High-quality early diet linked to lower IBD risk in children

3 minutes, 54 seconds Read


In a recently published study, Dr the courageResearchers are investigating the relationship between early-life diet and later risk of inflammatory bowel disease (IBD).

Study: early-onset diet and risk of inflammatory bowel disease: a study pooled in two Scandinavian birth cohorts.  Image credit: fizkes/Shutterstock.com Study: Early-onset feeding and risk of inflammatory bowel disease: a study in two Scandinavian birth cohorts. Image credit: fizkes/Shutterstock.com

Background

IBD, which comprises both Crohn’s disease (CD) and ulcerative colitis (UC), is a growing global health problem characterized by chronic gastrointestinal (GI) tract inflammation. The increase in IBD cases may be due in part to dietary changes; However, the exact reason remains unclear.

Studies of adults indicate that a high sugar, fat, and red meat intake increases IBD risk, while eating more fruits, vegetables, and fish reflects good diet quality that may reduce IBD risk. Early-life diet, which is crucial for gut microbiome and immune development, has been understudied in relation to IBD risk.

Thus, more research is needed to elucidate the complex mechanisms by which early-life diet influences the development of IBD and inform effective dietary interventions for prevention.

About the study

The present study used data from two Scandinavian birth cohorts, the All Babies in Southeast Sweden (ABIS) Study and the Norwegian Mother, Father and Child Cohort (MOBA) Study.

ABIS, started in 1997, invited 21,700 children born over two years in southeastern Sweden and ultimately achieved a participation rate of 79%. MoBa, which started in 1999 and ended in 2008, is a Norwegian national pregnancy cohort involving 114,500 children, with a participation rate of 41%.

The cohorts presented detailed questionnaire data on children’s diet during critical stages of early life and were linked to national health registries in Sweden and Norway for comprehensive health tracking. Early life dietary information was collected from detailed questionnaires and included a wide range of food items such as meat, fish, fruit, vegetables and sugar-sweetened beverages. Food intake data were analyzed weekly.

Diet quality was assessed using a modified version of the Healthy Eating Index (HEI), in which intake of different food groups was categorized into quartiles. The researchers also examined the frequencies of foods such as meat, fish, dairy, fruits, and vegetables, which were categorized into low, moderate, and high intake levels.

IBD was identified using International Classification of Diseases (ICD) codes from national patient registries. Cox regression analysis was employed to estimate hazard ratios for IBD, including adjustment for factors such as gender, parental IBD history, and maternal comorbidity.

Study results

The study included 81,280 children, including 11,013 from ABIS and 70,267 from MoBa, whose dietary data were recorded at one year of age. During more than 1.3 million person-years of follow-up, 307 children were diagnosed with IBD, 131 with CD, 97 with UC, and 79 with unclassified IBD (IBD-U).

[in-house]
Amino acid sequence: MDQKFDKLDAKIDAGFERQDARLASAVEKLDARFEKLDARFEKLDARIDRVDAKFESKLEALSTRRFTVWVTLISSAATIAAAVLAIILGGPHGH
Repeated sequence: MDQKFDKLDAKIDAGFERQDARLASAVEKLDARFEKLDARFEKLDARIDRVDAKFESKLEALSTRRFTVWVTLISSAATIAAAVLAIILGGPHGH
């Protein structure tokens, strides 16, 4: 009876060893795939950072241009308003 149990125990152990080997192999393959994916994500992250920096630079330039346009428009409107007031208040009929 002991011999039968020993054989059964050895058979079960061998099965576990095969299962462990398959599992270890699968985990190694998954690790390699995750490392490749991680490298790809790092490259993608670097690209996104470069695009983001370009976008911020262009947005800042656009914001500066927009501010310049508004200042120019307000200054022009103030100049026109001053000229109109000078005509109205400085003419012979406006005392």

The incidence rate of IBD was 32 per 100,000 person-years in ABIS and 22 per 100,000 person-years in MoBA. Most babies were weaned from breastfeeding between four and six months of age.

The median follow-up time from age one was 21.3 years in ABIS and 15.2 years in MoBA. At age three, 65,692 children remained in the study.

Higher diet quality at one year of age was associated with a reduced risk of later IBD. This was consistent across ABIS and MoBa, with adjusted hazard ratios (aHRs) suggesting a significant reduction in IBD risk for children with moderate or high diet quality compared to low diet quality. However, diet quality was not significantly associated with IBD risk at age three.

High fish intake at age 1 years reduces risk of IBD, especially UC, in children; However, this association was not observed at age three. In contrast, the risk of IBD increased with consumption of sugar-sweetened beverages (SSBs) at age one; However, this association was not observed at age three.

No significant associations were observed between fruit, grains, meat, dairy, potatoes, sugar-dense, and fat-dense foods and other food groups with risk of IBD, CD, or UC.

Subanalysis revealed that diet quality at age one was inversely associated with childhood-onset IBD diagnosis before age 18 but not diet quality at age three. These results were consistent, even when excluding children with incomplete dietary data or children diagnosed with IBD before age six.

Post-hoc analyses, which adjusted for formula intake, household income, and antibiotic use within one year of age, did not affect these observations. In addition, there was no significant association between IBD risk and diet quality across the variables examined.

Changing the definition of IBD-U to include only the last two years of follow-up also left estimates unchanged. Taken together, these findings emphasize the importance of diet quality in early life, particularly at one year of age, in influencing the risk of developing IBD later in childhood.

Journal Reference:

  • Guo, A., Ludwigson, J., Bruntsetter, A. L., etc (2024) Early-onset diet and risk of inflammatory bowel disease: a cohort study in two Scandinavian birth cohorts. the courage. doi:10.1136/gutjnl-2023-330971



Similar Posts

Leave a Reply

Your email address will not be published. Required fields are marked *